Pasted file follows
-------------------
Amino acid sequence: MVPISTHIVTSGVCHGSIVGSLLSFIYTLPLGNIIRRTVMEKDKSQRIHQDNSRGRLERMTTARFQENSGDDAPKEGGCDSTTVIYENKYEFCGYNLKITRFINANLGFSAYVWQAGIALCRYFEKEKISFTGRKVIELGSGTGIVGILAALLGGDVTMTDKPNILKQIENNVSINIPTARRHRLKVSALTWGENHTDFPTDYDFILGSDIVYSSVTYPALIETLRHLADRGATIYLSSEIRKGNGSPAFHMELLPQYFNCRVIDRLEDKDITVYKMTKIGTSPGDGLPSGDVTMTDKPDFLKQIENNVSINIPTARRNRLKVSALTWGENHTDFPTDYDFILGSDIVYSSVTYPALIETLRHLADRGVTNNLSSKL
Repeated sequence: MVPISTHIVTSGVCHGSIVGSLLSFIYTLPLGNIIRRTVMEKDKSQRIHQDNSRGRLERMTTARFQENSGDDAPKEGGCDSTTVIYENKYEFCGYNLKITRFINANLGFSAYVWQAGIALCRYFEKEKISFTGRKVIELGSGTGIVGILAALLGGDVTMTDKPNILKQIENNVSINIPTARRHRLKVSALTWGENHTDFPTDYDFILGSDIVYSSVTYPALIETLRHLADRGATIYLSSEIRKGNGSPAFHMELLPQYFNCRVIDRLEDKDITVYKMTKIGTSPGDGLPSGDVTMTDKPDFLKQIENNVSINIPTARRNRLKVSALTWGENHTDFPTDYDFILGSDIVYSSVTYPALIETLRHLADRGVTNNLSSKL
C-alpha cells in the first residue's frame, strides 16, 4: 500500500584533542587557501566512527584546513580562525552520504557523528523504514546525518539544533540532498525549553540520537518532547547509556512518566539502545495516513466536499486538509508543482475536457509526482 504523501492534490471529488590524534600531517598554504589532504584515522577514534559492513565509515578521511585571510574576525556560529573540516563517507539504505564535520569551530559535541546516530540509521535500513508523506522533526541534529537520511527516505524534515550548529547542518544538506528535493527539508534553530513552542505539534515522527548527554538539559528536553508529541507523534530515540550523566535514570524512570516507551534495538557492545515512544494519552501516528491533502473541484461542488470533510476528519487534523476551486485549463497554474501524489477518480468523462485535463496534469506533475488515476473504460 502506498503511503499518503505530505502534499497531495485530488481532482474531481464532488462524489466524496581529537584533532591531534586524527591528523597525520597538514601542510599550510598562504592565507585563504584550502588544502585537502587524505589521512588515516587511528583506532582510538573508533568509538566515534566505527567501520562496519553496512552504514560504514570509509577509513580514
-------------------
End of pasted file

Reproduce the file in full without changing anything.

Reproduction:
Amino acid sequence: MVPISTHIVTSGVCHGSIVGSLLSFIYTLPLGNIIRRTVMEKDKSQRIHQDNSRGRLERMTTARFQENSGDDAPKEGGCDSTTVIYENKYEFCGYNLKITRFINANLGFSAYVWQAGIALCRYFEKEKISFTGRKVIELGSGTGIVGILAALLGGDVTMTDKPNILKQIENNVSINIPTARRHRLKVSALTWGENHTDFPTDYDFILGSDIVYSSVTYPALIETLRHLADRGATIYLSSEIRKGNGSPAFHMELLPQYFNCRVIDRLEDKDITVYKMTKIGTSPGDGLPSGDVTMTDKPDFLKQIENNVSINIPTARRNRLKVSALTWGENHTDFPTDYDFILGSDIVYSSVTYPALIETLRHLADRGVTNNLSSKL
Repeated sequence: MVPISTHIVTSGVCHGSIVGSLLSFIYTLPLGNIIRRTVMEKDKSQRIHQDNSRGRLERMTTARFQENSGDDAPKEGGCDSTTVIYENKYEFCGYNLKITRFINANLGFSAYVWQAGIALCRYFEKEKISFTGRKVIELGSGTGIVGILAALLGGDVTMTDKPNILKQIENNVSINIPTARRHRLKVSALTWGENHTDFPTDYDFILGSDIVYSSVTYPALIETLRHLADRGATIYLSSEIRKGNGSPAFHMELLPQYFNCRVIDRLEDKDITVYKMTKIGTSPGDGLPSGDVTMTDKPDFLKQIENNVSINIPTARRNRLKVSALTWGENHTDFPTDYDFILGSDIVYSSVTYPALIETLRHLADRGVTNNLSSKL
C-alpha cells in the first residue's frame, strides 16, 4: 500500500584533542587557501566512527584546513580562525552520504557523528523504514546525518539544533540532498525549553540520537518532547547509556512518566539502545495516513466536499486538509508543482475536457509526482 504523501492534490471529488590524534600531517598554504589532504584515522577514534559492513565509515578521511585571510574576525556560529573540516563517507539504505564535520569551530559535541546516530540509521535500513508523506522533526541534529537520511527516505524534515550548529547542518544538506528535493527539508534553530513552542505539534515522527548527554538539559528536553508529541507523534530515540550523566535514570524512570516507551534495538557492545515512544494519552501516528491533502473541484461542488470533510476528519487534523476551486485549463497554474501524489477518480468523462485535463496534469506533475488515476473504460 502506498503511503499518503505530505502534499497531495485530488481532482474531481464532488462524489466524496581529537584533532591531534586524527591528523597525520597538514601542510599550510598562504592565507585563504584550502588544502585537502587524505589521512588515516587511528583506532582510538573508533568509538566515534566505527567501520562496519553496512552504514560504514570509509577509513580514